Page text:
NHS Transformation!


Government's agenda for change


Intended changes within the NHS, compiled from published NHS information, and thoughts of possible issues and consequences.


Compiled by John Moss-Jones
21 March 2011

Since this report was compiled, critisms of the Health proposals have been published, including from the Liberal Democrat Spring conference, the B.M.A., the Royal College of General Practitioners, and the NHS Confederation. As a consequence, it is reported that the Coalition is considering ammendments to the Health Bill.


CONTEXT

Complex territory
Ideology
Beware spin!
Presentation is based on info as of today There will be yet unknown changes.
Intended changes are MASSIVE
Situation in Glos

Complex territory

For most of us, most of our contacts with the NHS are with our GP. Most of us will have very occasional contacts with secondary care - hospitals and clinical specialists. Most of us have no need to understand the complexities of health and the health services, and we don't.

But beyond Gps and hospitals there is a vast territory of health research, organisational and management research, both national and international, a huge international competitive pharmaceutical industry. And also, accounting, auditing, epidemiological data collection and analysis, and many health-centred organisations - the BMA, the Kings Fund, the Nuffield Trust and so on, and specialised agencies like NIII and NICE.

And all this intersects with other central government and local government organisations.


Ideology

I want here to mention briefly two key intertwined ideological arguments that underlie policies for health systems world-wide:

a. private vs public provision and
b. integration vs competition.

The US is the prime example of almost total private, competitive provision paid for by private, competitive health insurance. It has resulted in superb service and outcomes for those well-covered by insurance. But overall the US health expenditure per capita is about twice that of European countries with worse average outcomes for the population.

The NHS when it was created was a virtually totally public service, highly integrated, but with almost no competition. NHS critics believe this lack of competition has produced, over the decades, an over-bureaucratic, inefficient service, insufficiently focused on patient outcomes.

There is no doubt that competition is a powerful driver of improved efficiency and quality in most economic arenas. The key question is: does competition in health services do the same - overall? Academic research shows that intense competition produces poor levels of integration of providers. The questions are: what levels of competition are optimal, and where is competition best applied.


Beware spin!

All public policy from a government is inevitably guided by ideological intention. In this paper I want to steer clear of politics. However, the statements you have heard, and will hear in the future from coalition politicians, carefully avoid key words: competition and privatisation.

There is another aspect of this problem. As mentioned above, Health Systems, in all developed countries, are seriously complex, and thus difficult to understand for everyone, including politicians and media commentators.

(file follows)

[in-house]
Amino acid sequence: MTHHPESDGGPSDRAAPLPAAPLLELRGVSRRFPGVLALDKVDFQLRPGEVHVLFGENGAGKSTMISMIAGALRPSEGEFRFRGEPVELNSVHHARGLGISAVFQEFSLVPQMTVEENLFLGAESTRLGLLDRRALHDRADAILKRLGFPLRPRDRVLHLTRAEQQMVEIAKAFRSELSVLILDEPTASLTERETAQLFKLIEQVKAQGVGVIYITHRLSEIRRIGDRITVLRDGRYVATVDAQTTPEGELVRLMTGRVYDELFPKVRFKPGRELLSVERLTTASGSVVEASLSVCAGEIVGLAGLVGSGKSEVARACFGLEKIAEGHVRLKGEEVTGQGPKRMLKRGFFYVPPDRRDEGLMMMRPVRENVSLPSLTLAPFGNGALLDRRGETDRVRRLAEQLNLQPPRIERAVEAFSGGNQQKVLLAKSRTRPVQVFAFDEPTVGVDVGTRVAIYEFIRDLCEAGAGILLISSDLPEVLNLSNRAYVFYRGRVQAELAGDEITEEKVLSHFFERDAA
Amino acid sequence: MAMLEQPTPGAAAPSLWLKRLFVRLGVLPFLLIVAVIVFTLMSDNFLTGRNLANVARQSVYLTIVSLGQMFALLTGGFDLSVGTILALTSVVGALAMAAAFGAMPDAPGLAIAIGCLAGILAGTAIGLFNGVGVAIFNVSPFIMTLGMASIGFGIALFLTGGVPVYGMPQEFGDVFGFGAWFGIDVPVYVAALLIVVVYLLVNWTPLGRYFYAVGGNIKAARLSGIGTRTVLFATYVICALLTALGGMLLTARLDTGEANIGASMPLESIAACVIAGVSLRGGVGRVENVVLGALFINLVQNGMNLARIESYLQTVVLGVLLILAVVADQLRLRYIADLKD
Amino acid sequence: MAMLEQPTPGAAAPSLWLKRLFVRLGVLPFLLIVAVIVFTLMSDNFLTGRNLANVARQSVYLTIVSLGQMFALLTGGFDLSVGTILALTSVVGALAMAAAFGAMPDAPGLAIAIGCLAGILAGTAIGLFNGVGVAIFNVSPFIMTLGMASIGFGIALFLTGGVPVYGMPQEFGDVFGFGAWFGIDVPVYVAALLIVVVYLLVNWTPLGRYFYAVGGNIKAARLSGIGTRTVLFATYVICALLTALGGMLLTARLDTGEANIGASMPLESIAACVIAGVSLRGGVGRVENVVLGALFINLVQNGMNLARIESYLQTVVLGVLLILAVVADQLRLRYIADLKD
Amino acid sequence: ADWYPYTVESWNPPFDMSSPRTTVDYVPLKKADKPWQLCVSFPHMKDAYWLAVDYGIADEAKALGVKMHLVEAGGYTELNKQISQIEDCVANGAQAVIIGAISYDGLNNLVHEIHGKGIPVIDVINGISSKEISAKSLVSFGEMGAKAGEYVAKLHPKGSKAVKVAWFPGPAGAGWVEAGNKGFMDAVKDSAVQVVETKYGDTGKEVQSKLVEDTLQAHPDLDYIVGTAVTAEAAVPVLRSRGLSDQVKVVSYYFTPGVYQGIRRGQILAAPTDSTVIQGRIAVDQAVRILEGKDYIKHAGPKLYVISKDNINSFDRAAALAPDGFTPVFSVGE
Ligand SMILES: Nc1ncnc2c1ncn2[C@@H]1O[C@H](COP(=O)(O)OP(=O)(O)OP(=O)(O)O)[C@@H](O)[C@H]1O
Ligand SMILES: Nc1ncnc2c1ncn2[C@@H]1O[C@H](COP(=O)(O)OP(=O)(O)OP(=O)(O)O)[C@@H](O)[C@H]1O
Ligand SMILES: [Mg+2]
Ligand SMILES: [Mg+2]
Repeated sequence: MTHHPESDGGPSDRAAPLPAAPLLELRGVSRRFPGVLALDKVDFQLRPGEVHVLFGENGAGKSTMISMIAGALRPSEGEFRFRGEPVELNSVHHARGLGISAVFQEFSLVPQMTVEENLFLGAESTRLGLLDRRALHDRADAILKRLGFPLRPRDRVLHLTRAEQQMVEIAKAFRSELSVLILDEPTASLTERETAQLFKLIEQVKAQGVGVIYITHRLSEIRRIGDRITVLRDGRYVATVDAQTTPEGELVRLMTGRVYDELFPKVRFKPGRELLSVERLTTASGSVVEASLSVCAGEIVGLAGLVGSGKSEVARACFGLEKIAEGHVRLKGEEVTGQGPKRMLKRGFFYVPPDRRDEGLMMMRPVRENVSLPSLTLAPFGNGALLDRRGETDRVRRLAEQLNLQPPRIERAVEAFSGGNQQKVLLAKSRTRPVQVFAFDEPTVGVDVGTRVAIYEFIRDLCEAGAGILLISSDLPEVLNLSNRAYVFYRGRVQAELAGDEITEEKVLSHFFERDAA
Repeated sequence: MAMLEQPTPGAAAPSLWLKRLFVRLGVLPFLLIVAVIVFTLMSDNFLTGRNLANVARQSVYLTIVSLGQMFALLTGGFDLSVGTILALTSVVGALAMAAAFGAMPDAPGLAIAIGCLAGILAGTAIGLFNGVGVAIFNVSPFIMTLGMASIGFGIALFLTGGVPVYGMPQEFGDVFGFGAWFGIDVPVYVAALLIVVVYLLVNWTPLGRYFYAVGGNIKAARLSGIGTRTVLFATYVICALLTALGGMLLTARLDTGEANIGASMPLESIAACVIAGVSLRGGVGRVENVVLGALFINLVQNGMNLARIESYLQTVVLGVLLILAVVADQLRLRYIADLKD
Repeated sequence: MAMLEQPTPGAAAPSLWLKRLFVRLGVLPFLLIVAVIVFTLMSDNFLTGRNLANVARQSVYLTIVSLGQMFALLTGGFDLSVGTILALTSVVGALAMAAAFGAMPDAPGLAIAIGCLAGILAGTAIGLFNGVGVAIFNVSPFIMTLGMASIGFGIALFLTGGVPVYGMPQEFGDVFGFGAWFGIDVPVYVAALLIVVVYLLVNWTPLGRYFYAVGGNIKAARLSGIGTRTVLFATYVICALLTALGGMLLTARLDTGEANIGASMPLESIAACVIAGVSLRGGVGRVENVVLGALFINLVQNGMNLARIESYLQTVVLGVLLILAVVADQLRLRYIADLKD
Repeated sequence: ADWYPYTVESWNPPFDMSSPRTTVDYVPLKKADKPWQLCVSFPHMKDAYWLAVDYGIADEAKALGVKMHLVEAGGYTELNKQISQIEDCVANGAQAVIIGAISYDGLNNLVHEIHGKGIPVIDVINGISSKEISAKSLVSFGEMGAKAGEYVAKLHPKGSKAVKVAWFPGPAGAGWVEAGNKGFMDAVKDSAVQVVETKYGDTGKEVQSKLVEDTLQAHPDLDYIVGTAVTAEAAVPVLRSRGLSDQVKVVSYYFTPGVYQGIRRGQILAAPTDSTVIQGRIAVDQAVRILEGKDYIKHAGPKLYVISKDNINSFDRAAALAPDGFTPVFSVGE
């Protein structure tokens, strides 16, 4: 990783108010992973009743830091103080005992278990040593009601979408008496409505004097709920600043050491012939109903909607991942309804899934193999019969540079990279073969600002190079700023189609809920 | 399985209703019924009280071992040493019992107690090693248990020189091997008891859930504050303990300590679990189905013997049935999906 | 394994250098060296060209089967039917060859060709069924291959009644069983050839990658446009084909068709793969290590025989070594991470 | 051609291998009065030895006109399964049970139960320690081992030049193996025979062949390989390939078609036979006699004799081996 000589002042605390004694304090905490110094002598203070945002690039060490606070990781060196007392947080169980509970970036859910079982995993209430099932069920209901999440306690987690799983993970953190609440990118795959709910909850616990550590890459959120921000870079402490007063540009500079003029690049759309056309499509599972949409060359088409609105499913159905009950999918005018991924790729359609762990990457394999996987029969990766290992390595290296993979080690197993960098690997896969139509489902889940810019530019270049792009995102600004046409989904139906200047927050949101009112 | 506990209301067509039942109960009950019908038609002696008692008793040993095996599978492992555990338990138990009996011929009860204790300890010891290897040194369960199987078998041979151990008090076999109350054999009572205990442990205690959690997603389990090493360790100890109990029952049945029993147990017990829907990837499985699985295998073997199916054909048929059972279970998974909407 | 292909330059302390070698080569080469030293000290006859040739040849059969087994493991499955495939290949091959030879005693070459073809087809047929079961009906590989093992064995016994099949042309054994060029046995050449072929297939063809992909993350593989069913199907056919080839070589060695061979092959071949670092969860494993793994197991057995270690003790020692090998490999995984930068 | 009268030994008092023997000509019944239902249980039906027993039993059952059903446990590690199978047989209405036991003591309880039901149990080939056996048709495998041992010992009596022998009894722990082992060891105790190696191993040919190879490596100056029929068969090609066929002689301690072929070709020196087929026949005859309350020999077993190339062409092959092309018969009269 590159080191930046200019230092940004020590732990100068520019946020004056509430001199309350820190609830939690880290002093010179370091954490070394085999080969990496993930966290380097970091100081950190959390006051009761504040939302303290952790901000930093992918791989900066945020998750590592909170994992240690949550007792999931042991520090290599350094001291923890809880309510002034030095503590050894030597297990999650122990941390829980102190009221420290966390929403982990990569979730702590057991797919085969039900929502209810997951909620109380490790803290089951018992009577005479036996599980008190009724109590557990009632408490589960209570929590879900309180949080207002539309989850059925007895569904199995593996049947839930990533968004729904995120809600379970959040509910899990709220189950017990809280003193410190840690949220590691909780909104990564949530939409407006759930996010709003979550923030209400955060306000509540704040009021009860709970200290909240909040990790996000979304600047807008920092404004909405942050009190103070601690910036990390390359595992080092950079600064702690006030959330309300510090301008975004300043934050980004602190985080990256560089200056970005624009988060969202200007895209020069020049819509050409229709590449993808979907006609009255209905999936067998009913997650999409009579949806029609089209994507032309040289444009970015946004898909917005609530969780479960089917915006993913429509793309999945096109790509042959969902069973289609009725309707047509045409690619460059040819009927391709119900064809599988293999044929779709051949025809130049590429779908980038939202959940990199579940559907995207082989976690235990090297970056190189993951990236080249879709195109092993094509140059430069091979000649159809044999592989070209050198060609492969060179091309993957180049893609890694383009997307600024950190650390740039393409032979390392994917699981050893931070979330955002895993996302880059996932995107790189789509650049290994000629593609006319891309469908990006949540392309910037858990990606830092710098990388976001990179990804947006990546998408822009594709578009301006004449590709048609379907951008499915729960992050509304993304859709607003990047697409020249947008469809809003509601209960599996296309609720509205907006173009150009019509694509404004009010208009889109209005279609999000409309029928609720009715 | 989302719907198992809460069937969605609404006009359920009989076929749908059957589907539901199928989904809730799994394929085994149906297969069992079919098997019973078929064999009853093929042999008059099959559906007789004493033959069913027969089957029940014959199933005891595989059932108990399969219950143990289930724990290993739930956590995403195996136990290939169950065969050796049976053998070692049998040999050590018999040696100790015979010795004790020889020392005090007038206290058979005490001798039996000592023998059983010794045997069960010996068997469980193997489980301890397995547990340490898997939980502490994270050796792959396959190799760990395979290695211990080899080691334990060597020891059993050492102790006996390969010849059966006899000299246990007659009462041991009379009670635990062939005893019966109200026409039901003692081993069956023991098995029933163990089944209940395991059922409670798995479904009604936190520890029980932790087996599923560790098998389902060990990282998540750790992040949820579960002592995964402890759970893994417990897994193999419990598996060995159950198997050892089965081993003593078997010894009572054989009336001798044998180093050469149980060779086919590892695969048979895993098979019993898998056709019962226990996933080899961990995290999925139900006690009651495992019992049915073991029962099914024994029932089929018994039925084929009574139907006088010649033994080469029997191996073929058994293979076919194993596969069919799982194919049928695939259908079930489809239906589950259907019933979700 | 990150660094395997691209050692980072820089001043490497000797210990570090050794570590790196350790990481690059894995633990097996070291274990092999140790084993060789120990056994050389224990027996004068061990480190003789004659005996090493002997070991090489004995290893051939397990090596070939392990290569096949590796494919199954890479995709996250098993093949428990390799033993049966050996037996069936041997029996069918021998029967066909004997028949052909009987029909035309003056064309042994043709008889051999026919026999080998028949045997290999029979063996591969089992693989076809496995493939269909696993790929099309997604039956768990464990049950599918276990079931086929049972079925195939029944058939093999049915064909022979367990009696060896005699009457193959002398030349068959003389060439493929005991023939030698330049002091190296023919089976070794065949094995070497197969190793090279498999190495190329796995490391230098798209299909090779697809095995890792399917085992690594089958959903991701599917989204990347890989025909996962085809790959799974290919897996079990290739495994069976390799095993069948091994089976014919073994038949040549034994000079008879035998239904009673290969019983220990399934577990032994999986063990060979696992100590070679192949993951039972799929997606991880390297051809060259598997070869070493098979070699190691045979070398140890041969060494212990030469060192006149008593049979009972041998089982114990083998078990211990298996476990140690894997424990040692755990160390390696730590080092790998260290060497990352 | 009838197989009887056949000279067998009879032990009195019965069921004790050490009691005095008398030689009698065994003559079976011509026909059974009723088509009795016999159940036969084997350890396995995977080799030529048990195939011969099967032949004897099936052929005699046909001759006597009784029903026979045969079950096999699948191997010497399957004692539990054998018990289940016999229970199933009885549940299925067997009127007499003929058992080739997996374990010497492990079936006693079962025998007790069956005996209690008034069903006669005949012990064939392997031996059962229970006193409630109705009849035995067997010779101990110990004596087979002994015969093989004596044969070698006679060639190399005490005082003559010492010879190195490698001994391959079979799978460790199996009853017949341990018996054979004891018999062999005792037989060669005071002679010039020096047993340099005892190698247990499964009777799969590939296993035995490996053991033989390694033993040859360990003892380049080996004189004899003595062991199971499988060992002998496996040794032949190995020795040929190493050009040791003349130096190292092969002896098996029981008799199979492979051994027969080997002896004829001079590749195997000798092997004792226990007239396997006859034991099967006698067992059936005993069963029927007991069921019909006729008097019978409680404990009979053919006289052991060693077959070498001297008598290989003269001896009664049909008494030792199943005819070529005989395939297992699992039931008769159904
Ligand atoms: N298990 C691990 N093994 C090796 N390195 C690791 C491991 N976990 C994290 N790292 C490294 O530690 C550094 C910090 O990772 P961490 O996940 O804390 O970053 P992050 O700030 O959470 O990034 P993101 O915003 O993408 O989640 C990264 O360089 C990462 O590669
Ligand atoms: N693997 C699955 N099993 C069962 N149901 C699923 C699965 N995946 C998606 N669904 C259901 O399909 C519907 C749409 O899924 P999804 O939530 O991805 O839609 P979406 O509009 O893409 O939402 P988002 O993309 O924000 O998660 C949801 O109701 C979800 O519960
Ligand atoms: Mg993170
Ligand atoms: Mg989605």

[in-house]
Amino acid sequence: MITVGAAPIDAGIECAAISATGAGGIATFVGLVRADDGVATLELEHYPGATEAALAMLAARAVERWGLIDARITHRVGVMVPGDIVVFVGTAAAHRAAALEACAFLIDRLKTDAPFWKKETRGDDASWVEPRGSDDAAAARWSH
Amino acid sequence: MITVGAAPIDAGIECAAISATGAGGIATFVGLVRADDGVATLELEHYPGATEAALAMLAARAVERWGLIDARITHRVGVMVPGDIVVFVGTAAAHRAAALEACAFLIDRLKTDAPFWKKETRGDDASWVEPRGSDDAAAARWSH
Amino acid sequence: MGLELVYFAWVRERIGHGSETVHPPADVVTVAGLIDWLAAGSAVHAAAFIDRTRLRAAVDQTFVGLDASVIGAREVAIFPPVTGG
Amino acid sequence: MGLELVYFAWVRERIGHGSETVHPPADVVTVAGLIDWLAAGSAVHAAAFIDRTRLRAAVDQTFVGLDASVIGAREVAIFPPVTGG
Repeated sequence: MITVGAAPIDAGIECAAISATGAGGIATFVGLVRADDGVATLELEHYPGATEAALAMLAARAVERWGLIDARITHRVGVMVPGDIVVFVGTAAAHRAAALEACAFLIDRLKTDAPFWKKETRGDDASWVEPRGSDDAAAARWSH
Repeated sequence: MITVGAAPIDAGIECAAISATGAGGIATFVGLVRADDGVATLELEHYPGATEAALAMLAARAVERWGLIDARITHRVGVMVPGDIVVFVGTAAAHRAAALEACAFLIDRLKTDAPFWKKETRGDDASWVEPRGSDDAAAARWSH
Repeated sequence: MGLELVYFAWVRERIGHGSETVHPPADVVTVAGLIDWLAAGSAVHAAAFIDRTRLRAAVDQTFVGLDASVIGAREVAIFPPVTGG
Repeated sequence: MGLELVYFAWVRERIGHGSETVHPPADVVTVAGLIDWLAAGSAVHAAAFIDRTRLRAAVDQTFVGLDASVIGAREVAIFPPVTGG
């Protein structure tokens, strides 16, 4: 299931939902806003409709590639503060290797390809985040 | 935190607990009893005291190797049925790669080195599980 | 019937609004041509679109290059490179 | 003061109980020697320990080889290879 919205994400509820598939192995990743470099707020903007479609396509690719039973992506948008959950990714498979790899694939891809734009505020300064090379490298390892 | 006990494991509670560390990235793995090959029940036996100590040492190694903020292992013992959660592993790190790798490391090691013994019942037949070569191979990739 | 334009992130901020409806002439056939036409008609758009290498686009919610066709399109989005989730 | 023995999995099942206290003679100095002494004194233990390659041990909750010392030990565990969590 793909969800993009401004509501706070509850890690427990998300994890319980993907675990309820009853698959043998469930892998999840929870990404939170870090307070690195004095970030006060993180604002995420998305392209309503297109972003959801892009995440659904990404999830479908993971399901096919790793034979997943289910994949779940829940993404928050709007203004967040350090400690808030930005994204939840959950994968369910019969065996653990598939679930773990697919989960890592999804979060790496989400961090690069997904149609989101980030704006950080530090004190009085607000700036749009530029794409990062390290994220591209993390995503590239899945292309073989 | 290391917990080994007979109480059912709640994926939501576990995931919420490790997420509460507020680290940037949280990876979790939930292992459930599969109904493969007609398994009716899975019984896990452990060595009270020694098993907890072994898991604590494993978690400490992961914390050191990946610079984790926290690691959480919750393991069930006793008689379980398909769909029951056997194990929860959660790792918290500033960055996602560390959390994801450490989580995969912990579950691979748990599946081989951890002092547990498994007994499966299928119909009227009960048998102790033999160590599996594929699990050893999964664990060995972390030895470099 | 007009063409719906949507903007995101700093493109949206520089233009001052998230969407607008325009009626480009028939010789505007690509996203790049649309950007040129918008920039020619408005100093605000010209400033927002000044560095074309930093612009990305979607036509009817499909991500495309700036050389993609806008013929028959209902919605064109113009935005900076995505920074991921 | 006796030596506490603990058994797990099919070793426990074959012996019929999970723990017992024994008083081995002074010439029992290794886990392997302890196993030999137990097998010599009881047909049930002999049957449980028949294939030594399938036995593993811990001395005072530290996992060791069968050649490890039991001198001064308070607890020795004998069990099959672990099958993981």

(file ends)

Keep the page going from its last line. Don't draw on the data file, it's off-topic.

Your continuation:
Politicians' statements and media reporting often lack accuracy and clarity.


Presentation is based on info as of today

There will be yet unknown changes.

The proposed Health & Social Care Bill is undergoing parliamentary scrutiny – history suggests amendments will happen.

Intended changes are MASSIVE

Undoubtedly what has been unleashed is the largest and most fundamental change in the history of the NHS. Indeed it would certainly rank as one of the largest organisational changes ever attempted anywhere, given that the NHS has 1.4 million staff, [most commercial companies have less than 100, 000 staff] if it proceeds as currently intended.

But in addition to this structural and ideological change, the NHS continues to apply a programme of improvement: Quality, Innovation, Productivity and Prevention [QUIP]. This programme will increase in tempo and emphasis from now on.

Situation in Glos

For Inf: There a single Primary Care Trust [Glos PCT] commissioning health services for Gloucestershire's population of 600,0000. There are c. 80 practices, c. 420 GPs, two large general hospitals, at Cheltenham and Gloucester, and smaller general hospitals at Stroud and Tewksbury.


LAYOUT OF THIS PRESENTATION

A. Current State of NHS
B.
Claimed Key Principles for changes
C. Future NHS

* Commissioning
* QIPP - Quality, Innovation, Productivity, Prevention
* Providers
* Regulation
* Public Health

Current State of NHS

The existing structure: funds travel from Department of Health to 10 Regional Health Authorities, then to c. 152 Primary Care Trusts, which commission services from providers, such as hospitals. RHAs have a supervisory role over PCTs.

The NHS employs more than 1.4m people. Of those, just under half are clinically qualified, including 120,000 hospital doctors, 35,000* general practitioners (GPs), 400,000 nurses and 25,000 ambulance staff. [* various figures between 34,000 and 40,000 are quoted in published material]

Support for GP’s = 96,000, support for other clinical staff =358,000, NHS infrastructure support = 200,000 =

Central functions - includes clerical & administrative staff working in central functions. The group includes areas such as personnel, finance, IT, legal services, library services, health education and general management support services.

Hotel, property and estates – includes clerical & administrative staff and maintenance and works staff working in areas such as laundry, catering, domestic services and gardens. This group includes caretakers and labourers.

Managers and senior managers – staff with overall responsibility for budgets, manpower or assets, or accountable for a significant area of work. Senior managers include staff at executive level and those who report directly to the board. This excludes nursing, ST&T and ambulance managers in posts requiring specific clinical qualifications.

Total PCT staff is 50,000, which is an average of c.330 staff per PCT.

All figures are approximate.

Total cost of the NHS is around £100 billion per annum.

NHS is divided into two sections: primary and secondary care.